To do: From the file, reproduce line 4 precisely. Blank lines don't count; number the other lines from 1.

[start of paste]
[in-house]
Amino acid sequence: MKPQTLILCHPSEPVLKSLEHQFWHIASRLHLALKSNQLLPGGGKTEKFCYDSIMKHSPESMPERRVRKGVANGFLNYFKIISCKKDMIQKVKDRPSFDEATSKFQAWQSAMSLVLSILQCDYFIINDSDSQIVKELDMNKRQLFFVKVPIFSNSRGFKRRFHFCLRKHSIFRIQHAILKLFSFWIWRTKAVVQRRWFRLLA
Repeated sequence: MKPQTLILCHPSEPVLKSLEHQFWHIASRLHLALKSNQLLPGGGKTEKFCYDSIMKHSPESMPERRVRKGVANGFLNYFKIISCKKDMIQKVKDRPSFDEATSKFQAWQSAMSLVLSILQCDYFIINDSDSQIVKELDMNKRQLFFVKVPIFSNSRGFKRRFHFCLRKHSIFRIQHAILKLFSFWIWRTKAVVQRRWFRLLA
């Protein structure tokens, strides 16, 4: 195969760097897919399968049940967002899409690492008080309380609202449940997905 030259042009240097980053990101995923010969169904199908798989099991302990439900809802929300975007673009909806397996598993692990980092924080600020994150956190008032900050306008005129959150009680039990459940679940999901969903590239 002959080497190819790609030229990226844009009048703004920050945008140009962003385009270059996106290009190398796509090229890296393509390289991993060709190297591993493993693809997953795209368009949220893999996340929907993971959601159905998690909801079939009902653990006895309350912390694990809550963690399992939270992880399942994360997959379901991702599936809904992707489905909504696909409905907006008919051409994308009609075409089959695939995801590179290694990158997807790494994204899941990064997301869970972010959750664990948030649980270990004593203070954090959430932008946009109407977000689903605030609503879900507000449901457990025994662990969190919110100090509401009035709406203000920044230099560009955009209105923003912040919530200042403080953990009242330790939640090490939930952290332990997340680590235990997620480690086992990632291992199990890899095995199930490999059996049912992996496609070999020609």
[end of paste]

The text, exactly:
């Protein structure tokens, strides 16, 4: 195969760097897919399968049940967002899409690492008080309380609202449940997905 030259042009240097980053990101995923010969169904199908798989099991302990439900809802929300975007673009909806397996598993692990980092924080600020994150956190008032900050306008005129959150009680039990459940679940999901969903590239 002959080497190819790609030229990226844009009048703004920050945008140009962003385009270059996106290009190398796509090229890296393509390289991993060709190297591993493993693809997953795209368009949220893999996340929907993971959601159905998690909801079939009902653990006895309350912390694990809550963690399992939270992880399942994360997959379901991702599936809904992707489905909504696909409905907006008919051409994308009609075409089959695939995801590179290694990158997807790494994204899941990064997301869970972010959750664990948030649980270990004593203070954090959430932008946009109407977000689903605030609503879900507000449901457990025994662990969190919110100090509401009035709406203000920044230099560009955009209105923003912040919530200042403080953990009242330790939640090490939930952290332990997340680590235990997620480690086992990632291992199990890899095995199930490999059996049912992996496609070999020609």